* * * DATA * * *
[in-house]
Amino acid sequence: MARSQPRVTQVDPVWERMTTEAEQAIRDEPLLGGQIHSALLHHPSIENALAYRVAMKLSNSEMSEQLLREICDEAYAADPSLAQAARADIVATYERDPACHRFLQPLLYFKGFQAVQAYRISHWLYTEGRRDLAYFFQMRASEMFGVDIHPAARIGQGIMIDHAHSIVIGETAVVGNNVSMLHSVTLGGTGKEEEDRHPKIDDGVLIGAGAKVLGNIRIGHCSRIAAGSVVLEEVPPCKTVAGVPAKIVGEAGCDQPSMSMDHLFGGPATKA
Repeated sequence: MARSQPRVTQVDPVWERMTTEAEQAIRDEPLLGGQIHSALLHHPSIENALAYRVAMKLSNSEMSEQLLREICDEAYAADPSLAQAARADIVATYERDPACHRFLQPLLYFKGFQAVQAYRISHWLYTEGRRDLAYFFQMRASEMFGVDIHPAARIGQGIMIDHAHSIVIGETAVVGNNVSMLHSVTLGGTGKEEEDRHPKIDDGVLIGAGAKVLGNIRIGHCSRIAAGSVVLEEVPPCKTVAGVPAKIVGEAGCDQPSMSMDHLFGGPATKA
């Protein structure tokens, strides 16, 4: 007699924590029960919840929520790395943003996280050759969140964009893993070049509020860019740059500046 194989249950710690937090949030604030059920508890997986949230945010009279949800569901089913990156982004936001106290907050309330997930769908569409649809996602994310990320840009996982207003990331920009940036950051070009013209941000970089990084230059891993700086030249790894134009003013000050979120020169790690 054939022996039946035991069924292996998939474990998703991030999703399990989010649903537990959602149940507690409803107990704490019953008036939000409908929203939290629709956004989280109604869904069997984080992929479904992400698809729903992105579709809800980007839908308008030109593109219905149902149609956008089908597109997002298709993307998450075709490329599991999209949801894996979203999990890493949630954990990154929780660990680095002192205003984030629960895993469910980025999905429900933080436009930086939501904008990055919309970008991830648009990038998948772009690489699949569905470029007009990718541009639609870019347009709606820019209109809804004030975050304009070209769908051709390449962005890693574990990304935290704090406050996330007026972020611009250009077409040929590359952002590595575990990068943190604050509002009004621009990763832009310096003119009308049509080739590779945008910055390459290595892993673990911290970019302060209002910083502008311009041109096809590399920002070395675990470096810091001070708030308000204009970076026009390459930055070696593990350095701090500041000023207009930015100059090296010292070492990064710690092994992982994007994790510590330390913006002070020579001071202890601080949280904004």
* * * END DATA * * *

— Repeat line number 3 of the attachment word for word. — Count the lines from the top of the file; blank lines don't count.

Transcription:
Repeated sequence: MARSQPRVTQVDPVWERMTTEAEQAIRDEPLLGGQIHSALLHHPSIENALAYRVAMKLSNSEMSEQLLREICDEAYAADPSLAQAARADIVATYERDPACHRFLQPLLYFKGFQAVQAYRISHWLYTEGRRDLAYFFQMRASEMFGVDIHPAARIGQGIMIDHAHSIVIGETAVVGNNVSMLHSVTLGGTGKEEEDRHPKIDDGVLIGAGAKVLGNIRIGHCSRIAAGSVVLEEVPPCKTVAGVPAKIVGEAGCDQPSMSMDHLFGGPATKA